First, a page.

Book Review – The Women Who Flew for Hitler
Rating – Five Stars
Mulley has penned a dynamite narrative. A page-turner par excellence. It’s superbly written and an easy and engrossing read. She pens an incisive narrative of political Germany post-Treaty-of-Versailles. She couches her narrative in the biographiesof female test pilots Hanna Reitschand Melitta (nee Schiller) von Stauffenberg. Mulley guides us through the inter-war years: the Weimar Republic, the rise of the National Socialist Party (Adolph Hitler, HeinrichHimmler, Herman Goering, et al.), World War II, collapse of the Third Reich, and beyond
We are introduced to Hanna Reitsch, glider champion, test pilot extraordinaire, avid defender of the Fatherland, National Socialism adherent, and friend and confidant of Nazi leadership including Adolph Hitler.
Melitta (nee Schiller) von Stauffenberg was the daughter of a Jewish father, devoted to and protector of her extended family, a PhD aeronautical engineer, consummate test pilot, ardent defender of the Fatherland, and, sub rosa, an anti-Nazi.
Suffused throughout the narrative are key elements of the womens’ aviation accomplishments, political beliefs, support of the Third Reich, and important associates and friends (especially Reitsch’s). I’ll not review the details to keep this review from becoming a substantial spoiler.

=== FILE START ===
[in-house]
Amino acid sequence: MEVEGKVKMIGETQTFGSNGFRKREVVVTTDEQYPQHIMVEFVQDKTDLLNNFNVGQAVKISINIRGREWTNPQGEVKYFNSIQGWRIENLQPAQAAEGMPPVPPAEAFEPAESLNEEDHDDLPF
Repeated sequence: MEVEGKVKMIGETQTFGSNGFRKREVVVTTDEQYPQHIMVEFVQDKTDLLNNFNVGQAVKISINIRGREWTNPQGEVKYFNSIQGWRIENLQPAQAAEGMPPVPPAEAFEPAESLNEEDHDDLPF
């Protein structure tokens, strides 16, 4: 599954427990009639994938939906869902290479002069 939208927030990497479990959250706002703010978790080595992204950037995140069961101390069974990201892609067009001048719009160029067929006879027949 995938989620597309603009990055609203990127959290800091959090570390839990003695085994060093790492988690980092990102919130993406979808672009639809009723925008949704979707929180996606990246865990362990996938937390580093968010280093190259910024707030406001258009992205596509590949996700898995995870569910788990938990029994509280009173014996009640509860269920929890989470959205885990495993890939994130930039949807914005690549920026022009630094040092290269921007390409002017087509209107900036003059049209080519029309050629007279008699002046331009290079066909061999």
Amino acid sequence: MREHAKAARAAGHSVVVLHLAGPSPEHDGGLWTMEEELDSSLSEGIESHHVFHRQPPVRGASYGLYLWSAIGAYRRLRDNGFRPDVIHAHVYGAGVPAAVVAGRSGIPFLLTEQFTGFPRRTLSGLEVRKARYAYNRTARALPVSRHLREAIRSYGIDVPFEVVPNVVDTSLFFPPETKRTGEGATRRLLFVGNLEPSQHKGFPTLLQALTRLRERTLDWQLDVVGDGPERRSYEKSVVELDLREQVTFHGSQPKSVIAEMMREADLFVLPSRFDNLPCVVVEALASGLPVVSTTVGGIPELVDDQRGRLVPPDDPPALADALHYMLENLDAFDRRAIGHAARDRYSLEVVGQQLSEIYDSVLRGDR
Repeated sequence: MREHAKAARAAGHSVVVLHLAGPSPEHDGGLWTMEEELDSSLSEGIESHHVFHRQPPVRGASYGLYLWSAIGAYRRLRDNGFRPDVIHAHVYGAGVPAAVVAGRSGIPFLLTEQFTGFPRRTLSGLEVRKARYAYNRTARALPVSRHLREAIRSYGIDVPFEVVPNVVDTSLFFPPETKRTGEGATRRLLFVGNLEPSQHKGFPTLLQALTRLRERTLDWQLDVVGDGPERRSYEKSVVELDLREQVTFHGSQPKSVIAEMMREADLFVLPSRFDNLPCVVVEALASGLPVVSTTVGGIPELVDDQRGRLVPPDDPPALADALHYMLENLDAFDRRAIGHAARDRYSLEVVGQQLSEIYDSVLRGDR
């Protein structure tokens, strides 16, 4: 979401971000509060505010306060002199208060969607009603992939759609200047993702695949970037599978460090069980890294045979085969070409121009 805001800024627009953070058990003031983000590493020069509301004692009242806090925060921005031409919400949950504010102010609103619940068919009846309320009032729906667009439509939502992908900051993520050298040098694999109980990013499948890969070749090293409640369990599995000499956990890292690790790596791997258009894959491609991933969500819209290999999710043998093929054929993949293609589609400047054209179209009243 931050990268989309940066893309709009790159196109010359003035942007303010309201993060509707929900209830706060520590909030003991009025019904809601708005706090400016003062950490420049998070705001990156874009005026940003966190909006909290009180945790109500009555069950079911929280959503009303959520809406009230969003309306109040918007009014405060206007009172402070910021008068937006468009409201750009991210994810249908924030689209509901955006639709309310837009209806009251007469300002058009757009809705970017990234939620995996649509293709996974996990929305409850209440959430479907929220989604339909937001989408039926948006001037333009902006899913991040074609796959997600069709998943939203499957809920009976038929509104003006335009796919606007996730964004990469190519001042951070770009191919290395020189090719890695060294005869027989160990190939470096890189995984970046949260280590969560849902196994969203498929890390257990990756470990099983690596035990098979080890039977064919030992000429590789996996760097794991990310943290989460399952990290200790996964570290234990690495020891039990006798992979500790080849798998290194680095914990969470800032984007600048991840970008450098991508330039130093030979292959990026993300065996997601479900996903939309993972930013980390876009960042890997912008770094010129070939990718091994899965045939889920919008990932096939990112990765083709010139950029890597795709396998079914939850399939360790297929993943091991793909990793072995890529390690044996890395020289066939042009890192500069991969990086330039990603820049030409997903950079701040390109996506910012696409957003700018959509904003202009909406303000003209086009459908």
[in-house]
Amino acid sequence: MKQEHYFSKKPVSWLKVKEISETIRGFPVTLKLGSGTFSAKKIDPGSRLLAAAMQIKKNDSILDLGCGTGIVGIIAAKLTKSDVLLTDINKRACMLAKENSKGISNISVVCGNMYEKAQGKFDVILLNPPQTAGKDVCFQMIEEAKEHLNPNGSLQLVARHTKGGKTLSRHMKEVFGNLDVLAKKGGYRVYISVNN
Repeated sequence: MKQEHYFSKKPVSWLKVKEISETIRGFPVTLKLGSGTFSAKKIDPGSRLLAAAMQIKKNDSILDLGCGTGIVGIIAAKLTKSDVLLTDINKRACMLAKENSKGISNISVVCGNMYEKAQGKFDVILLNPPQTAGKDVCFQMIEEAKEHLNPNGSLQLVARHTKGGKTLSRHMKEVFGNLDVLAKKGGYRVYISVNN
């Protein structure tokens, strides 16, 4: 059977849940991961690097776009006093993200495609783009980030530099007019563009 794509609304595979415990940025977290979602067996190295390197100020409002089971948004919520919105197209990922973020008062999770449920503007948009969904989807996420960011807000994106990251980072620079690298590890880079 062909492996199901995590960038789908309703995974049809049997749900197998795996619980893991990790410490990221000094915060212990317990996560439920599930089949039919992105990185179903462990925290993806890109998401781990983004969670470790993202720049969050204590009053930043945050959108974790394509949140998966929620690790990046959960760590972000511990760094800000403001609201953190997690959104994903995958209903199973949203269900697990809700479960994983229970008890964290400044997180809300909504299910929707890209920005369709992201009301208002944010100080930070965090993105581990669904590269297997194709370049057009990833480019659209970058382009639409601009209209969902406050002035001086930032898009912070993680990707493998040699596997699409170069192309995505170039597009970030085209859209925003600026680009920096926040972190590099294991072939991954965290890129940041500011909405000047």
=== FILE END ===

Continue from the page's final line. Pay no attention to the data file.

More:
Nonetheless, do you recognize the family name “von Stauffenberg”? Graf Schenk Claus von Stauffenberg is, perhaps, the most important character in this narrative. Claus was the brother of Melitta’s husband Alexander (Alex).
Operation Valkyrie. On 20 July 1944 Lieutenant Colonel Claus von Stauffenberg entered Hitler’s bunker, dubbed “The Wolf’s Lair,” deep in the forest of East Prussia. Claus placed his bomb-loaded briefcase under the oak table and next to Adolph Hitler. He left the room to answer a conspirator’s telephone call. The explosion killed four, but amazingly only wounded Hitler superficially. There’s more to this story in Mulley’s book.
Point: The book has no map, a critical gaffe. I recommend that you use a map of pre-war Germany to follow coherently the numerous locations mentioned—essential to fully appreciate the scope of the narrative.